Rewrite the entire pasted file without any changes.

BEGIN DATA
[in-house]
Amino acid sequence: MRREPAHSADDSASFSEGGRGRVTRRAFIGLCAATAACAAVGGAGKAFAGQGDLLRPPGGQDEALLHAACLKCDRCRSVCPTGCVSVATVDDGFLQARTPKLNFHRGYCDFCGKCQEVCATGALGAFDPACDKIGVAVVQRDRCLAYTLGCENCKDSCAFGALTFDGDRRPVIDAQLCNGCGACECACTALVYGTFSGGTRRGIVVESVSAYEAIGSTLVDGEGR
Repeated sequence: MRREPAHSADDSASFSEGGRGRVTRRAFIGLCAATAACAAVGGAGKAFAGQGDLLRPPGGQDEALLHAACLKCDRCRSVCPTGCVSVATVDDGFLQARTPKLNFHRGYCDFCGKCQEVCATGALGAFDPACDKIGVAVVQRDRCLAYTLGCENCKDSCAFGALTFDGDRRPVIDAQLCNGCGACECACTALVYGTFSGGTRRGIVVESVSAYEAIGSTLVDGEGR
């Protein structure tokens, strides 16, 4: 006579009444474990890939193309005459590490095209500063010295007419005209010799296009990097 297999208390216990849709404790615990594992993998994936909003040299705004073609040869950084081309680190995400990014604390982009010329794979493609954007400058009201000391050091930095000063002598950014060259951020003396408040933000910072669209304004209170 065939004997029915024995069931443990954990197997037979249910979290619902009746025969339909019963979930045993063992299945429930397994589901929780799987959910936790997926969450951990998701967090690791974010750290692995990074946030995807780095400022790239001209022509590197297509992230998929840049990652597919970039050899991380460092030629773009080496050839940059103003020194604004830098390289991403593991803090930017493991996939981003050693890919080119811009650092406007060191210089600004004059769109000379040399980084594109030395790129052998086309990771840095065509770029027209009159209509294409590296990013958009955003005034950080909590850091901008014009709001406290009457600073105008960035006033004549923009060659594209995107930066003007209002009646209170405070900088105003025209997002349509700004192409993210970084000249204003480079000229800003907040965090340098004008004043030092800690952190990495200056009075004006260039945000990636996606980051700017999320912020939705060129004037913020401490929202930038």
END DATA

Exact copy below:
[in-house]
Amino acid sequence: MRREPAHSADDSASFSEGGRGRVTRRAFIGLCAATAACAAVGGAGKAFAGQGDLLRPPGGQDEALLHAACLKCDRCRSVCPTGCVSVATVDDGFLQARTPKLNFHRGYCDFCGKCQEVCATGALGAFDPACDKIGVAVVQRDRCLAYTLGCENCKDSCAFGALTFDGDRRPVIDAQLCNGCGACECACTALVYGTFSGGTRRGIVVESVSAYEAIGSTLVDGEGR
Repeated sequence: MRREPAHSADDSASFSEGGRGRVTRRAFIGLCAATAACAAVGGAGKAFAGQGDLLRPPGGQDEALLHAACLKCDRCRSVCPTGCVSVATVDDGFLQARTPKLNFHRGYCDFCGKCQEVCATGALGAFDPACDKIGVAVVQRDRCLAYTLGCENCKDSCAFGALTFDGDRRPVIDAQLCNGCGACECACTALVYGTFSGGTRRGIVVESVSAYEAIGSTLVDGEGR
């Protein structure tokens, strides 16, 4: 006579009444474990890939193309005459590490095209500063010295007419005209010799296009990097 297999208390216990849709404790615990594992993998994936909003040299705004073609040869950084081309680190995400990014604390982009010329794979493609954007400058009201000391050091930095000063002598950014060259951020003396408040933000910072669209304004209170 065939004997029915024995069931443990954990197997037979249910979290619902009746025969339909019963979930045993063992299945429930397994589901929780799987959910936790997926969450951990998701967090690791974010750290692995990074946030995807780095400022790239001209022509590197297509992230998929840049990652597919970039050899991380460092030629773009080496050839940059103003020194604004830098390289991403593991803090930017493991996939981003050693890919080119811009650092406007060191210089600004004059769109000379040399980084594109030395790129052998086309990771840095065509770029027209009159209509294409590296990013958009955003005034950080909590850091901008014009709001406290009457600073105008960035006033004549923009060659594209995107930066003007209002009646209170405070900088105003025209997002349509700004192409993210970084000249204003480079000229800003907040965090340098004008004043030092800690952190990495200056009075004006260039945000990636996606980051700017999320912020939705060129004037913020401490929202930038």